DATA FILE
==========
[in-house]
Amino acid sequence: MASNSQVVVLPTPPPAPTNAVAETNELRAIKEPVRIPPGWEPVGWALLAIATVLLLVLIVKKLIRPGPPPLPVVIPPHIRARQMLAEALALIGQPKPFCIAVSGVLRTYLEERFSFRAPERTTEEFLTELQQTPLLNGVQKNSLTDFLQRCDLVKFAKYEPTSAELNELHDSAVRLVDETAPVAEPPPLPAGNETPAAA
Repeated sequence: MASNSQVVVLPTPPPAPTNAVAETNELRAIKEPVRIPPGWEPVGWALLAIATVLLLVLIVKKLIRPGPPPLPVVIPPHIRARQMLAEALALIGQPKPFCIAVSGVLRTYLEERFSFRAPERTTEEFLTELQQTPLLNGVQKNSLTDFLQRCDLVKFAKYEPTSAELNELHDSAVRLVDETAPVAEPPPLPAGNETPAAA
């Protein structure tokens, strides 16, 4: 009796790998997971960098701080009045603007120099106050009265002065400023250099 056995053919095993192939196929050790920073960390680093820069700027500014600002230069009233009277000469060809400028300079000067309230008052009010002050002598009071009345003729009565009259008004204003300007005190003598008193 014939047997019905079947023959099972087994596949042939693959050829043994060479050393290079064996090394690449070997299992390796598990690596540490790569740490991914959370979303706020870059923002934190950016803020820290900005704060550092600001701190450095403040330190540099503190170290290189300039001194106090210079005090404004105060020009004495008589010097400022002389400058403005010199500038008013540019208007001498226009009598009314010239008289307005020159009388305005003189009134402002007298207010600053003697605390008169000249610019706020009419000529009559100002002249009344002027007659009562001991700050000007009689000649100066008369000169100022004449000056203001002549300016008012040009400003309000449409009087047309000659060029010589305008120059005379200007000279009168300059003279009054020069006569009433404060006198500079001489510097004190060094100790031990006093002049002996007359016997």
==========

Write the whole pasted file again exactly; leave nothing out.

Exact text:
[in-house]
Amino acid sequence: MASNSQVVVLPTPPPAPTNAVAETNELRAIKEPVRIPPGWEPVGWALLAIATVLLLVLIVKKLIRPGPPPLPVVIPPHIRARQMLAEALALIGQPKPFCIAVSGVLRTYLEERFSFRAPERTTEEFLTELQQTPLLNGVQKNSLTDFLQRCDLVKFAKYEPTSAELNELHDSAVRLVDETAPVAEPPPLPAGNETPAAA
Repeated sequence: MASNSQVVVLPTPPPAPTNAVAETNELRAIKEPVRIPPGWEPVGWALLAIATVLLLVLIVKKLIRPGPPPLPVVIPPHIRARQMLAEALALIGQPKPFCIAVSGVLRTYLEERFSFRAPERTTEEFLTELQQTPLLNGVQKNSLTDFLQRCDLVKFAKYEPTSAELNELHDSAVRLVDETAPVAEPPPLPAGNETPAAA
């Protein structure tokens, strides 16, 4: 009796790998997971960098701080009045603007120099106050009265002065400023250099 056995053919095993192939196929050790920073960390680093820069700027500014600002230069009233009277000469060809400028300079000067309230008052009010002050002598009071009345003729009565009259008004204003300007005190003598008193 014939047997019905079947023959099972087994596949042939693959050829043994060479050393290079064996090394690449070997299992390796598990690596540490790569740490991914959370979303706020870059923002934190950016803020820290900005704060550092600001701190450095403040330190540099503190170290290189300039001194106090210079005090404004105060020009004495008589010097400022002389400058403005010199500038008013540019208007001498226009009598009314010239008289307005020159009388305005003189009134402002007298207010600053003697605390008169000249610019706020009419000529009559100002002249009344002027007659009562001991700050000007009689000649100066008369000169100022004449000056203001002549300016008012040009400003309000449409009087047309000659060029010589305008120059005379200007000279009168300059003279009054020069006569009433404060006198500079001489510097004190060094100790031990006093002049002996007359016997």